Lifestyle Changes

by Jay on April 15, 2011

Day 5 of my diet and, other than a wayward donut yesterday, I’ve done quite well. Breakfast has been a big glass of carrot and celery juice and then either toast with almond butter or a vegetable omelette. Lunch has been a sandwich and dinner has been organic meat with steamed veggies. I’m starting to get used to soy milk and cheese, and am not thinking about sweets nearly as much as I was earlier this week. I haven’t been as good about the gym as I would like, but I will get there tomorrow.

I have another motivation for doing this diet that I didn’t mention in my last post – in fact I hadn’t even thought about it much as I had planned for a while to start dieting this week anyway. But now that a few days have gone by, it’s standing out in my mind. I visited my Mom and Dad last Friday. My mother is in her late 70s and extremely overweight. She was quite fit until her 50s, and then her metabolism changed. She started putting on the pounds, just a few per year, but after 15-20 years they really adding up. She has type 1 diabetes and high blood pressure (both treated with pills), and is now suffering from congestive heart failure. She has spent the better part of her life depressed & miserable, and cedes a lot of control and responsibility to my father. She also blames other people for her weight and health issues. I find it impossible to talk to her about her health because I tend to approach issues logically and always recommended that she make some lifestyle changes, especially around diet and exercise. I’d point out that she could stop putting butter in everything, limit carbohydrates, avoid the two or three glasses of wine she has every day; and that she could exercise a bit more, even a little walk for 10 minutes — but she always had reasons why none of this was possible. Usually these reasons related to my father. If I pushed the subject she would either lash out in anger, or break down in tears. So I learned to avoid the subject, as have her other relatives and friends.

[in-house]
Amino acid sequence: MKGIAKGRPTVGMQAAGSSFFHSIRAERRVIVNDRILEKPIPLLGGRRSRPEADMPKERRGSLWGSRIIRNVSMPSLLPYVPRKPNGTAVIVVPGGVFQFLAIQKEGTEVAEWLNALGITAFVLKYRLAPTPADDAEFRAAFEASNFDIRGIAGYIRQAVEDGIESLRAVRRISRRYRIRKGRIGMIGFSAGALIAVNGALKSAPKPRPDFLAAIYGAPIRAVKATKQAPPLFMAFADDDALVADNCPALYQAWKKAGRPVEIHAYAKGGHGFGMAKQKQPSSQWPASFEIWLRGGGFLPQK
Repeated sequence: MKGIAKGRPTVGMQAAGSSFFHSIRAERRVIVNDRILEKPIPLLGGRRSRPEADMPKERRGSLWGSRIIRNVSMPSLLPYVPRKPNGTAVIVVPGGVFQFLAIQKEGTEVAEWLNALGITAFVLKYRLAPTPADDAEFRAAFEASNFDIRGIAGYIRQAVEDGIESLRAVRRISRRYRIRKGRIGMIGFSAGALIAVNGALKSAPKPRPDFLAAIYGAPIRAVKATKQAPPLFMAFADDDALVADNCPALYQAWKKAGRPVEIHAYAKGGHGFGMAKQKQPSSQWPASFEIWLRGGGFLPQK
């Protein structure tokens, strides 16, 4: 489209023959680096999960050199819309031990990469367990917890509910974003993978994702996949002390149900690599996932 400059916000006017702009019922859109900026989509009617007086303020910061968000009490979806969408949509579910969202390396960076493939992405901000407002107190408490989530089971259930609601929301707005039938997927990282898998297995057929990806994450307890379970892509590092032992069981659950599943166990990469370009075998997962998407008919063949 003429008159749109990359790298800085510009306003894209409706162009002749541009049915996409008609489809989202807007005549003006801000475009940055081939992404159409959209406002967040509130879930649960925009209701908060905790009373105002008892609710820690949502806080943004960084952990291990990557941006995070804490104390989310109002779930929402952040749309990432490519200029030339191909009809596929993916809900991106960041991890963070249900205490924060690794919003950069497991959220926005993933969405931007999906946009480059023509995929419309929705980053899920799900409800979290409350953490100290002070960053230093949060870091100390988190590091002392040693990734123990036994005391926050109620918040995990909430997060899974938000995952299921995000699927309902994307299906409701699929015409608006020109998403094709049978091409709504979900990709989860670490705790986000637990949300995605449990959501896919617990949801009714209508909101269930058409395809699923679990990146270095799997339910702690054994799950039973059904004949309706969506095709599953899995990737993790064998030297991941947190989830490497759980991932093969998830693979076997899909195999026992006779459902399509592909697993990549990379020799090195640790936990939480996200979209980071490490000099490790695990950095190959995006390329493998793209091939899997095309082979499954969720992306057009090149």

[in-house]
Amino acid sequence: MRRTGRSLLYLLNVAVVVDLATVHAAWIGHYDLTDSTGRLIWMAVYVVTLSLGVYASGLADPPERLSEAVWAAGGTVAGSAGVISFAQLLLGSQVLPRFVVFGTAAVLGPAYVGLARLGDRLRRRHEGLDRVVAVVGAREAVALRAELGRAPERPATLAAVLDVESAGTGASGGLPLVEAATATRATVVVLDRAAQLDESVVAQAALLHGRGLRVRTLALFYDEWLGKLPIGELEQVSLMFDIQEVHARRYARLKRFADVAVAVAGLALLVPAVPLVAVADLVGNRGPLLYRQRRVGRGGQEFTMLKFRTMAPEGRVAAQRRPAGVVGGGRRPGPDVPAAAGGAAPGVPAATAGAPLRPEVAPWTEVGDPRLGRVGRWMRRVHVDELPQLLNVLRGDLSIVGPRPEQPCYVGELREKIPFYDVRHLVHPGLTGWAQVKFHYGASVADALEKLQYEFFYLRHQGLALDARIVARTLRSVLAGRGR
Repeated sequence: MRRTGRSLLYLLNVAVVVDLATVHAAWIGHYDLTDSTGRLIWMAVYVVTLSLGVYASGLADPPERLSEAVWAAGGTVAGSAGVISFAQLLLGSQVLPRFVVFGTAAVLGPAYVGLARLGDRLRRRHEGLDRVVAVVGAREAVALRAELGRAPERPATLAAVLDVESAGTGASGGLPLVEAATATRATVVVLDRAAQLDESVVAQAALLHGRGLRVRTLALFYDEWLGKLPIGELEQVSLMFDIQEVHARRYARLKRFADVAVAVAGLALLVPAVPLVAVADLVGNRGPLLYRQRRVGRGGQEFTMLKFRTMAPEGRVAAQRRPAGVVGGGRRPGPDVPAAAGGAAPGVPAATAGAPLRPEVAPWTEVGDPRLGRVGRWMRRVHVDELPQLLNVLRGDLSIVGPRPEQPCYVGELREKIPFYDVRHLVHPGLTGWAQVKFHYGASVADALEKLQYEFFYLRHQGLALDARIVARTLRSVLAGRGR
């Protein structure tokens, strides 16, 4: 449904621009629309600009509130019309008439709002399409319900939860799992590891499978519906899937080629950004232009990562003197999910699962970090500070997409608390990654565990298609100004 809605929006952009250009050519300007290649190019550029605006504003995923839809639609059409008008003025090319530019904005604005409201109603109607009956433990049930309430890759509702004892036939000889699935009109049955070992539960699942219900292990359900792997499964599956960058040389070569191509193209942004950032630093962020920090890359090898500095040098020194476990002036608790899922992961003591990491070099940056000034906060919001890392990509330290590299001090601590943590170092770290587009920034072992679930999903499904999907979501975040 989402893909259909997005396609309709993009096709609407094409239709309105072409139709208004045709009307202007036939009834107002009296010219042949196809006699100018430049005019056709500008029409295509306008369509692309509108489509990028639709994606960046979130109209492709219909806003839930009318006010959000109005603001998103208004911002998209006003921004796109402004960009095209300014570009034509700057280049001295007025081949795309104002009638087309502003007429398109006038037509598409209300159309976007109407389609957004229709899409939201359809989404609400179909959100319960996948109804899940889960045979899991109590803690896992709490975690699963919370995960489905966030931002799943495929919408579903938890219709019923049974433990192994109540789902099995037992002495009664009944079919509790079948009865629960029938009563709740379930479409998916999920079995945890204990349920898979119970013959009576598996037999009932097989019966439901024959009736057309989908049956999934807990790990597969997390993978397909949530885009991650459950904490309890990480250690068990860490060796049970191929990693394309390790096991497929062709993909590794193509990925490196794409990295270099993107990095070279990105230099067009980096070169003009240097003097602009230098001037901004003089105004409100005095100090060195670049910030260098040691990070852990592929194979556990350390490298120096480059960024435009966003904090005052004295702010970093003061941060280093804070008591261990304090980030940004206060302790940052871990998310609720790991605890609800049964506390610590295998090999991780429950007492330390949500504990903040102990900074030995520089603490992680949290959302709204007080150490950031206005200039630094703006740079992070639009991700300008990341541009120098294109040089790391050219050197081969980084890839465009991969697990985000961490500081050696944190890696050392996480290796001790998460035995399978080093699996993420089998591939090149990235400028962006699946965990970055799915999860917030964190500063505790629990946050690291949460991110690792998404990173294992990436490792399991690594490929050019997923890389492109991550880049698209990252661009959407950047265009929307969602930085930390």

When I arrived at her house last week though she broke down in tears almost immediately –before I had even had a chance to say hello – and wailed that she has the most miserable life that anyone could imagine, that she can’t get out anymore, that her legs are too swollen to put on pants, her back is killing her, and she is utterly miserable. It was a sad moment for me because I realize that it is too late — changing her diet won’t make much difference, that exercise really isn’t possible anymore, that when one is in their late 70s it really is hard to bounce back. I didn’t say this. Instead I let her cry for a while, and then changed the subject when the moment seemed right.

I feel badly for my Mom. She has abused her body for many years now, and did not take some simple steps that would have put her in a far better place than she is today. People in my family generally live long, healthy lives – most of my relatives made it into their late nineties and were healthy right up until the end. She could have avoided her current predicament. But I have compassion because I recognize that I could easily end up the same way myself. I have the same weaknesses that she has – self-indulgence, love of good wine and food, and worst of all, procrastination. My mother was never one to take action. She bought hundreds of diet books over the years, but she never managed to stay on a diet for more than a month or two.

I’ve never been able to stick to a diet for more than a month or two either. Up until now I’ve been saved by youth and a fast metabolism, but now that I am approaching 50 I will either have to make some lifestyle changes of my own, or deal with some pretty heavy consequences in another 20 years.

{ 2 comments… read them below or add one }

Paul April 15, 2011 at 8:08 pm

Wow, sorry to hear about you mom.

Steve April 18, 2011 at 4:38 am

Sorry to hear about your mom. I am a type 2 diabetic and 55 years old and have worked on my weight for years and have tried multiple diets as well. Sometimes the pills we take can affect the way we feel and sometimes make it hard to loose weight. Hence the depression and all of the rest. This is not excuses but reality. I had my doctor tell me to quit worrying about my weight because I was putting so much pressure on myself to loose it that I was causing other symptoms to bother me as well. Everyone is different. I will be following you on your adventure.

Leave a Comment

Previous post:

Next post: